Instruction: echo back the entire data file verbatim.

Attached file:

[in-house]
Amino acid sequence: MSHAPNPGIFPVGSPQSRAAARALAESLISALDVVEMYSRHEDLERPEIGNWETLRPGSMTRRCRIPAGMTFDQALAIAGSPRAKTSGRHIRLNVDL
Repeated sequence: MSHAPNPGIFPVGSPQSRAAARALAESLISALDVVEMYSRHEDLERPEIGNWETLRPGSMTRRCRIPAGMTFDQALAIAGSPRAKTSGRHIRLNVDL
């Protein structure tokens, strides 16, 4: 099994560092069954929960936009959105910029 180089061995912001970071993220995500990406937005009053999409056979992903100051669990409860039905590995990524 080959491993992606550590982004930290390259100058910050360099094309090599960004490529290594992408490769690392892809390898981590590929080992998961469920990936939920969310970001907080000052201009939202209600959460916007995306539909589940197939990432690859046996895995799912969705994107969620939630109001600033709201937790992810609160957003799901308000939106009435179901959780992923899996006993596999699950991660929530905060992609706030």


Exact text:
[in-house]
Amino acid sequence: MSHAPNPGIFPVGSPQSRAAARALAESLISALDVVEMYSRHEDLERPEIGNWETLRPGSMTRRCRIPAGMTFDQALAIAGSPRAKTSGRHIRLNVDL
Repeated sequence: MSHAPNPGIFPVGSPQSRAAARALAESLISALDVVEMYSRHEDLERPEIGNWETLRPGSMTRRCRIPAGMTFDQALAIAGSPRAKTSGRHIRLNVDL
């Protein structure tokens, strides 16, 4: 099994560092069954929960936009959105910029 180089061995912001970071993220995500990406937005009053999409056979992903100051669990409860039905590995990524 080959491993992606550590982004930290390259100058910050360099094309090599960004490529290594992408490769690392892809390898981590590929080992998961469920990936939920969310970001907080000052201009939202209600959460916007995306539909589940197939990432690859046996895995799912969705994107969620939630109001600033709201937790992810609160957003799901308000939106009435179901959780992923899996006993596999699950991660929530905060992609706030």